While summer for many law students means working at a firm or a local public interest group, some take advantage of nontraditional summer opportunities.

Chapman 2L Stephanie Lincoln traveled to Phnom Penh, Cambodia to work for the Open Society Justice Initiative.   She was fortunate enough to receive the internship after being selected as a Chapman candidate for the position by Professor John Hall.  In her work, Stephanie attended court proceedings at the Extraordinary Chambers in the Courts of Cambodia (ECCC), conducted legal research and drafted memoranda, and attended meetings with non-governmental organizations and governmental officials, which  left her with “a greater appreciation for the judicial independence that exists in the court systems of the United States.”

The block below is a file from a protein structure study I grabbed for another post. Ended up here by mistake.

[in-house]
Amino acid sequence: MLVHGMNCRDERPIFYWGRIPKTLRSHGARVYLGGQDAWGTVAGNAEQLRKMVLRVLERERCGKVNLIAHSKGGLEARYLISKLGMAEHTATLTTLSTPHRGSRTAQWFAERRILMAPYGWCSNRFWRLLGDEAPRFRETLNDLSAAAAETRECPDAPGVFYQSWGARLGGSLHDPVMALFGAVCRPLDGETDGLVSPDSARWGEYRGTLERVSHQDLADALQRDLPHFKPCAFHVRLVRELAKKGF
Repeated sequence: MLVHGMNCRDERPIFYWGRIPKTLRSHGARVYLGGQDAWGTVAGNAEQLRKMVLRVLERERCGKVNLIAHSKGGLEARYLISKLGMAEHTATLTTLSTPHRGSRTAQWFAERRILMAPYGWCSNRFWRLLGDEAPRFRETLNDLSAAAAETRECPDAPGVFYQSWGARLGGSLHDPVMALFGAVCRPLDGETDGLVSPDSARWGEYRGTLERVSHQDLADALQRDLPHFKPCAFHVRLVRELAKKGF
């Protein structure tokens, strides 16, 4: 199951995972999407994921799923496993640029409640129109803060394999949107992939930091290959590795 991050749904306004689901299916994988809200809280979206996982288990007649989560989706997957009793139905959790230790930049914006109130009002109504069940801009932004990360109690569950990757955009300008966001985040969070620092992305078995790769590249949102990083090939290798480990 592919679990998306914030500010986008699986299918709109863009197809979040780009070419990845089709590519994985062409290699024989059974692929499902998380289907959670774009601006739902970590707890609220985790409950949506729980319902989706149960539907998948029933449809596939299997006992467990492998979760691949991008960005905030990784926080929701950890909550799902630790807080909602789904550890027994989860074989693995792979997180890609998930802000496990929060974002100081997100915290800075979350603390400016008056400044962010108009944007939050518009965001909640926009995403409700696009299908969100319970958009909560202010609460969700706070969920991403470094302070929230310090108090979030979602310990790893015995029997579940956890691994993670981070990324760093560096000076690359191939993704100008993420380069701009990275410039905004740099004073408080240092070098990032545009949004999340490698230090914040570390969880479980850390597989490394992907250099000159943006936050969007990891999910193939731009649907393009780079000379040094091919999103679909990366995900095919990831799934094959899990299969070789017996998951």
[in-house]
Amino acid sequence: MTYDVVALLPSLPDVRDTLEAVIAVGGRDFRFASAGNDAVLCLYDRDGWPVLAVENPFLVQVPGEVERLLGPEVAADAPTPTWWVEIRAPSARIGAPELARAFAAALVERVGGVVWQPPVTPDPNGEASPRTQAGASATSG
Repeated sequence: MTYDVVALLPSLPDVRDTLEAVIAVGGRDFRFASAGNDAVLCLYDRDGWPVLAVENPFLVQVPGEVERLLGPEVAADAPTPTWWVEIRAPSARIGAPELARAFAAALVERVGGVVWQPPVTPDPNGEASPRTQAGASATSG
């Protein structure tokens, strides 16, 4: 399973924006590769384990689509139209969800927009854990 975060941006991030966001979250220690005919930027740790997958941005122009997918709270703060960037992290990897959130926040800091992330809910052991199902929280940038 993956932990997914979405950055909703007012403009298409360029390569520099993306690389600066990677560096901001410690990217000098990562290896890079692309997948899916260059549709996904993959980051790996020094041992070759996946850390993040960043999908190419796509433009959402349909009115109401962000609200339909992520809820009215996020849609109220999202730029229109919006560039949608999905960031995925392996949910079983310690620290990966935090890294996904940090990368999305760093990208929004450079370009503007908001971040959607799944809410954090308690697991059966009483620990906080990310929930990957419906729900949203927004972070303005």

Chapman 3L Nicole Antonia Johnson spent her summer working in the Office of Tribal Justice (OTJ), a division of the United States Department of Justice (DOJ) in Washington D.C.  During her summer, Nicole assisted the Directors of the OTJ in maintaining liaison with federally recognized tribes and government officials, and in coordinating the DOJ’s legal and policy efforts relating to Indian Country.  Constantly dealing with rules of litigation, Nicole says, “Professor Litweller’s Civil Procedure ‘bus tour’ saved me more times than I’d like to remember.” Nicole was thankful for Chapman’s Career Service Office, who gave her the confidence to pursue the internship.  She says, “As students we have to remember that there’s a big world out there full of equally passionate people who can help guide us as we advance in our legal careers.”